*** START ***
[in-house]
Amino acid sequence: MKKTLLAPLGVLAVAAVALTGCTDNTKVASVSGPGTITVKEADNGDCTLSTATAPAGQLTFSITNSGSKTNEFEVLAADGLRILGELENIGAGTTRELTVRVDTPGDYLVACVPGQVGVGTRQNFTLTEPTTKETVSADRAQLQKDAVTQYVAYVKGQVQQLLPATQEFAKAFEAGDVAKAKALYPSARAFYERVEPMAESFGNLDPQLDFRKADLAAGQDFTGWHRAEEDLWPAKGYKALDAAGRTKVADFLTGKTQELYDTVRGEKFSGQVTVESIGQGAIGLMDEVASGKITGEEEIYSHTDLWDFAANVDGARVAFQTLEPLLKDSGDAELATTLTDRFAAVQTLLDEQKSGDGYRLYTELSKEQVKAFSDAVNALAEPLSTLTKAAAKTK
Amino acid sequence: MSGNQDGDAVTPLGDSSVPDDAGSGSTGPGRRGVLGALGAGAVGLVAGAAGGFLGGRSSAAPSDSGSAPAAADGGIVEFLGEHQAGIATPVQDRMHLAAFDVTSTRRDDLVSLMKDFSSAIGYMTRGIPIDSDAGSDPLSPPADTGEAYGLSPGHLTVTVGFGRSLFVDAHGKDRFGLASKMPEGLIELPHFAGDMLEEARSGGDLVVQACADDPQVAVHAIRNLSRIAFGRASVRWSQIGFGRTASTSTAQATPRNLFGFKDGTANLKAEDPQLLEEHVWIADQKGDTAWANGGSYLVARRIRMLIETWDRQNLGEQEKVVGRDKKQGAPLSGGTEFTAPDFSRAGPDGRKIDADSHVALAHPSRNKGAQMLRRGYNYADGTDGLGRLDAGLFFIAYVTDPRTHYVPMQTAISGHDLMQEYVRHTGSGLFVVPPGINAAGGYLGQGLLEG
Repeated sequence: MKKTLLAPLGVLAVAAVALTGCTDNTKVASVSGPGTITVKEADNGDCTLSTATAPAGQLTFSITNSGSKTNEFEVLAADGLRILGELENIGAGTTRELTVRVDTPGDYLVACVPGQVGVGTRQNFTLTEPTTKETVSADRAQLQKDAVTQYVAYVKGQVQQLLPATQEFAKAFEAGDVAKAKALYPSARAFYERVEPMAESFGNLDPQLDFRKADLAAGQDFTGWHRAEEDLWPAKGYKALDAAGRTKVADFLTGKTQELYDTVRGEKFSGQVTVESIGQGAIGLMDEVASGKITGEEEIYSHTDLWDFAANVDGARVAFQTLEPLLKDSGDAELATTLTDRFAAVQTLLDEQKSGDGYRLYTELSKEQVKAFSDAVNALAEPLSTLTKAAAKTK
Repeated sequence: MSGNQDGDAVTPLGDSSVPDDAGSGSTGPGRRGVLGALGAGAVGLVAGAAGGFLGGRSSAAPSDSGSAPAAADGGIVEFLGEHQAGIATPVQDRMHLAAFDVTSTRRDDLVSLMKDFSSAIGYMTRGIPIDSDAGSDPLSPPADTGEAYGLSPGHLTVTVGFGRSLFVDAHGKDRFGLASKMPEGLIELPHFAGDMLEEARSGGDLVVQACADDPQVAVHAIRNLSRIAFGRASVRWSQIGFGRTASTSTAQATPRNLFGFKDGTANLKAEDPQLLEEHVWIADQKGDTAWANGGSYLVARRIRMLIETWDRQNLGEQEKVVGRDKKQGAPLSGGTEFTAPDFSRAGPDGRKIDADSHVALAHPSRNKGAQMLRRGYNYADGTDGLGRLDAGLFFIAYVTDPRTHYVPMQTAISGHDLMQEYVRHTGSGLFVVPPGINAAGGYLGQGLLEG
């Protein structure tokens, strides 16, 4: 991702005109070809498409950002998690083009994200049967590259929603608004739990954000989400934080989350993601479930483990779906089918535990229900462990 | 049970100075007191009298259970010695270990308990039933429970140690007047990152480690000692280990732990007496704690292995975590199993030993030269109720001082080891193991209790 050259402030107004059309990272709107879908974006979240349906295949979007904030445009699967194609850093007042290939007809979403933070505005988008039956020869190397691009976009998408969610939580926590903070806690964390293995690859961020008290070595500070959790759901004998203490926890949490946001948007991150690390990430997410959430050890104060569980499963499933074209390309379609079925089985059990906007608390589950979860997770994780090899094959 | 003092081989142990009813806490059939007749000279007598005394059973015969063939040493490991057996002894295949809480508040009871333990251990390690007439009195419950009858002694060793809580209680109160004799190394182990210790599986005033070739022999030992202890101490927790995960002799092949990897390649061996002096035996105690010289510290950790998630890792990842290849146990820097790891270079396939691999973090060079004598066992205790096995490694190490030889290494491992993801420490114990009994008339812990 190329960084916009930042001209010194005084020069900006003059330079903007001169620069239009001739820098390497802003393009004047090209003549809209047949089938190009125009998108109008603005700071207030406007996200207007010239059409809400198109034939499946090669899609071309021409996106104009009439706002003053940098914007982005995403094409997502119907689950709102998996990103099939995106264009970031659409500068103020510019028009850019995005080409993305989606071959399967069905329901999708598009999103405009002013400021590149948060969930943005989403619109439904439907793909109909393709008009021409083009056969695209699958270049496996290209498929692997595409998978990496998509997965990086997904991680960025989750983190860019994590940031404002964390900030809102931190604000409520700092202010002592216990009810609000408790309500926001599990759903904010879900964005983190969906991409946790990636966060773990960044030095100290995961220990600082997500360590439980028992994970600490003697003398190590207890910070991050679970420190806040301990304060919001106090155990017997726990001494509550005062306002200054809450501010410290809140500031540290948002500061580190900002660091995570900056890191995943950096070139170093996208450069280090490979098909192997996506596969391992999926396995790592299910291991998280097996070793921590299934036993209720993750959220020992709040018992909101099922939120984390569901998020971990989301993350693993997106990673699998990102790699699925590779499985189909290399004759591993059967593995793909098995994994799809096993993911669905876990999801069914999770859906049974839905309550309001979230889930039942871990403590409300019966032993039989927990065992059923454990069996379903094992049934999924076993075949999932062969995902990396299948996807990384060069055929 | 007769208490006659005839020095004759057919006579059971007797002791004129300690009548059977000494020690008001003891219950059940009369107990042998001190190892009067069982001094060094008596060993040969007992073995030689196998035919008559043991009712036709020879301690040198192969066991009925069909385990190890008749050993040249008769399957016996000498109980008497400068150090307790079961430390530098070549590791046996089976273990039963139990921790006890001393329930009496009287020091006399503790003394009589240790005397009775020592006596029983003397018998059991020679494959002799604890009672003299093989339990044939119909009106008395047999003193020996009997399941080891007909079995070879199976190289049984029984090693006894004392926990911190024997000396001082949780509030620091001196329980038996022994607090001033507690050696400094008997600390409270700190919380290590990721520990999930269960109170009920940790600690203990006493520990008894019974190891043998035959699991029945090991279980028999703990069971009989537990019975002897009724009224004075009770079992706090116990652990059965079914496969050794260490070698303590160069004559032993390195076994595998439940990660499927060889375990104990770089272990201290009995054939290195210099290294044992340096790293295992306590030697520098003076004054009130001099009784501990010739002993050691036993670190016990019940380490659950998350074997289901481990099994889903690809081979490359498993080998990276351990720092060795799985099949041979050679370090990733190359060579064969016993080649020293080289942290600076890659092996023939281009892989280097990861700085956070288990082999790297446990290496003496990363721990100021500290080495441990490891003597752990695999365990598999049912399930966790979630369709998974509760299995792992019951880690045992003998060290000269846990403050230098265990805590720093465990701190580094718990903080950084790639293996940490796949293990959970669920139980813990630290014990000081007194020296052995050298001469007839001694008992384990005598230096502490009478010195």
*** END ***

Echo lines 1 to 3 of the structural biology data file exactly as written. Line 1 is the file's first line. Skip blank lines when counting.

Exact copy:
[in-house]
Amino acid sequence: MKKTLLAPLGVLAVAAVALTGCTDNTKVASVSGPGTITVKEADNGDCTLSTATAPAGQLTFSITNSGSKTNEFEVLAADGLRILGELENIGAGTTRELTVRVDTPGDYLVACVPGQVGVGTRQNFTLTEPTTKETVSADRAQLQKDAVTQYVAYVKGQVQQLLPATQEFAKAFEAGDVAKAKALYPSARAFYERVEPMAESFGNLDPQLDFRKADLAAGQDFTGWHRAEEDLWPAKGYKALDAAGRTKVADFLTGKTQELYDTVRGEKFSGQVTVESIGQGAIGLMDEVASGKITGEEEIYSHTDLWDFAANVDGARVAFQTLEPLLKDSGDAELATTLTDRFAAVQTLLDEQKSGDGYRLYTELSKEQVKAFSDAVNALAEPLSTLTKAAAKTK
Amino acid sequence: MSGNQDGDAVTPLGDSSVPDDAGSGSTGPGRRGVLGALGAGAVGLVAGAAGGFLGGRSSAAPSDSGSAPAAADGGIVEFLGEHQAGIATPVQDRMHLAAFDVTSTRRDDLVSLMKDFSSAIGYMTRGIPIDSDAGSDPLSPPADTGEAYGLSPGHLTVTVGFGRSLFVDAHGKDRFGLASKMPEGLIELPHFAGDMLEEARSGGDLVVQACADDPQVAVHAIRNLSRIAFGRASVRWSQIGFGRTASTSTAQATPRNLFGFKDGTANLKAEDPQLLEEHVWIADQKGDTAWANGGSYLVARRIRMLIETWDRQNLGEQEKVVGRDKKQGAPLSGGTEFTAPDFSRAGPDGRKIDADSHVALAHPSRNKGAQMLRRGYNYADGTDGLGRLDAGLFFIAYVTDPRTHYVPMQTAISGHDLMQEYVRHTGSGLFVVPPGINAAGGYLGQGLLEG